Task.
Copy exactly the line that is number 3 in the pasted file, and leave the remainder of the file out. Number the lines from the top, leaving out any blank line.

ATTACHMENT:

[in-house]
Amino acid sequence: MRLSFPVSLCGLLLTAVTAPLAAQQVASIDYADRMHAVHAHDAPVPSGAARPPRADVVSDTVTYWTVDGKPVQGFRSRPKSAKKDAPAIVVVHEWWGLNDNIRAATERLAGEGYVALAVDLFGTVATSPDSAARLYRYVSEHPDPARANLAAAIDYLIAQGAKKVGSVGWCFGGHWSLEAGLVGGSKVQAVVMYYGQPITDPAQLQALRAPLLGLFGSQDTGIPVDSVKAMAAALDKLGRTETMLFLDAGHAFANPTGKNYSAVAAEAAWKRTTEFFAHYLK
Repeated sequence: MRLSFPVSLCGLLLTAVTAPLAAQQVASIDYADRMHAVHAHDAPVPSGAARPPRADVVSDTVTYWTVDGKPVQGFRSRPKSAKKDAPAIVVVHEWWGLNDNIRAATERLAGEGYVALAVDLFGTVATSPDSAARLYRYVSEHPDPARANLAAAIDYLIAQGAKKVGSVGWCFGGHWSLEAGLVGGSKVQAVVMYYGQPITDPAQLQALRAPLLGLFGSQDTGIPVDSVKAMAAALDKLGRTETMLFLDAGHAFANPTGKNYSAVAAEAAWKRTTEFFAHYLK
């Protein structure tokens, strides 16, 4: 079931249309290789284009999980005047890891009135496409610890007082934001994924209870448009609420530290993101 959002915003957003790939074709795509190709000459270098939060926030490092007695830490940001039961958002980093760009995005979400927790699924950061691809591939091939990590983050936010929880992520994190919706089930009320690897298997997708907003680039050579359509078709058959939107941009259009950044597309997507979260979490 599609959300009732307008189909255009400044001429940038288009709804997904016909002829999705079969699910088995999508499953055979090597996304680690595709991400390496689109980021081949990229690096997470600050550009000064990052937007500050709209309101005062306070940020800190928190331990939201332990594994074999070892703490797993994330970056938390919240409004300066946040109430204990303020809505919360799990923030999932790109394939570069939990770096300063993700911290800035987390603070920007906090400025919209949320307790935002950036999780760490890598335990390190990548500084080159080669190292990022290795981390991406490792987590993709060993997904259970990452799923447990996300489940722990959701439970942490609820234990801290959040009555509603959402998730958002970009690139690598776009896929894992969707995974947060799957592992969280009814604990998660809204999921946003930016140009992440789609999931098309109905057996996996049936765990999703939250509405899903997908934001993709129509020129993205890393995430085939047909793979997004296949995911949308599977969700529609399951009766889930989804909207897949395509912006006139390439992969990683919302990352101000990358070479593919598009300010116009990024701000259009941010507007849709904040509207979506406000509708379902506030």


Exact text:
Repeated sequence: MRLSFPVSLCGLLLTAVTAPLAAQQVASIDYADRMHAVHAHDAPVPSGAARPPRADVVSDTVTYWTVDGKPVQGFRSRPKSAKKDAPAIVVVHEWWGLNDNIRAATERLAGEGYVALAVDLFGTVATSPDSAARLYRYVSEHPDPARANLAAAIDYLIAQGAKKVGSVGWCFGGHWSLEAGLVGGSKVQAVVMYYGQPITDPAQLQALRAPLLGLFGSQDTGIPVDSVKAMAAALDKLGRTETMLFLDAGHAFANPTGKNYSAVAAEAAWKRTTEFFAHYLK